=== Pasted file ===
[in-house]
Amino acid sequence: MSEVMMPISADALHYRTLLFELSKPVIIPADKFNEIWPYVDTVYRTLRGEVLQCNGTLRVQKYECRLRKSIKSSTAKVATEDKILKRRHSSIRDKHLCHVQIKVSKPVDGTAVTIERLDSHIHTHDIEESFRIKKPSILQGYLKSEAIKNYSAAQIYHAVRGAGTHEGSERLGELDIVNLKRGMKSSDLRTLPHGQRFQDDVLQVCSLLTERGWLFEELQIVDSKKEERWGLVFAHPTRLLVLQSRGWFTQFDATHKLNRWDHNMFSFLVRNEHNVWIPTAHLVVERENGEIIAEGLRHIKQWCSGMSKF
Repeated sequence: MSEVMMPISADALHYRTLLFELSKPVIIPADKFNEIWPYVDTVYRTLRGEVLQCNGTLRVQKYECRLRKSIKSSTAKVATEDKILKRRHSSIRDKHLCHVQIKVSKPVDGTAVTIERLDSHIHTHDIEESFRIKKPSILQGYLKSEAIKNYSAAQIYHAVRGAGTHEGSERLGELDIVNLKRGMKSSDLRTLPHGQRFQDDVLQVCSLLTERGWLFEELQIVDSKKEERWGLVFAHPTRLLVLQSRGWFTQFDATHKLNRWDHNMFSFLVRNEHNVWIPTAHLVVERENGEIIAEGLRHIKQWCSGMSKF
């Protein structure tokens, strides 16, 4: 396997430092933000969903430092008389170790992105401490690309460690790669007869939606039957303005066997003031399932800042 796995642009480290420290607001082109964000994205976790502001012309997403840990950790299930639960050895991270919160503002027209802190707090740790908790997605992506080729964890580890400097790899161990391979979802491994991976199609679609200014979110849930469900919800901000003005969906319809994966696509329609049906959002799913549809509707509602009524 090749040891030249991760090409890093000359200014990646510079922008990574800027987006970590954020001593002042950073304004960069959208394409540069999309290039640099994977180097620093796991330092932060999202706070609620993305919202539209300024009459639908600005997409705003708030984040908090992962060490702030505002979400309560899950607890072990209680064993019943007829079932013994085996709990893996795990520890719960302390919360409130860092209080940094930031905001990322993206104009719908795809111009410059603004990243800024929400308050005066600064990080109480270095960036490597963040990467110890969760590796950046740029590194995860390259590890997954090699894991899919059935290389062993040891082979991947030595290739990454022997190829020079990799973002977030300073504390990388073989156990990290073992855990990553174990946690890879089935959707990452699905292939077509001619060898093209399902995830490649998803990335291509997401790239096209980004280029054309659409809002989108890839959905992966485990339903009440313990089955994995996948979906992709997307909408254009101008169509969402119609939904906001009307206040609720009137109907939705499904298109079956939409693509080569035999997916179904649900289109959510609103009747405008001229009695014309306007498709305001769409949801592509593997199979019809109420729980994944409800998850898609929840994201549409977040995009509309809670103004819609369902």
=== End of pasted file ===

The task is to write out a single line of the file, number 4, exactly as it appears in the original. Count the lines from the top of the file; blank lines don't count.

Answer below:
């Protein structure tokens, strides 16, 4: 396997430092933000969903430092008389170790992105401490690309460690790669007869939606039957303005066997003031399932800042 796995642009480290420290607001082109964000994205976790502001012309997403840990950790299930639960050895991270919160503002027209802190707090740790908790997605992506080729964890580890400097790899161990391979979802491994991976199609679609200014979110849930469900919800901000003005969906319809994966696509329609049906959002799913549809509707509602009524 090749040891030249991760090409890093000359200014990646510079922008990574800027987006970590954020001593002042950073304004960069959208394409540069999309290039640099994977180097620093796991330092932060999202706070609620993305919202539209300024009459639908600005997409705003708030984040908090992962060490702030505002979400309560899950607890072990209680064993019943007829079932013994085996709990893996795990520890719960302390919360409130860092209080940094930031905001990322993206104009719908795809111009410059603004990243800024929400308050005066600064990080109480270095960036490597963040990467110890969760590796950046740029590194995860390259590890997954090699894991899919059935290389062993040891082979991947030595290739990454022997190829020079990799973002977030300073504390990388073989156990990290073992855990990553174990946690890879089935959707990452699905292939077509001619060898093209399902995830490649998803990335291509997401790239096209980004280029054309659409809002989108890839959905992966485990339903009440313990089955994995996948979906992709997307909408254009101008169509969402119609939904906001009307206040609720009137109907939705499904298109079956939409693509080569035999997916179904649900289109959510609103009747405008001229009695014309306007498709305001769409949801592509593997199979019809109420729980994944409800998850898609929840994201549409977040995009509309809670103004819609369902």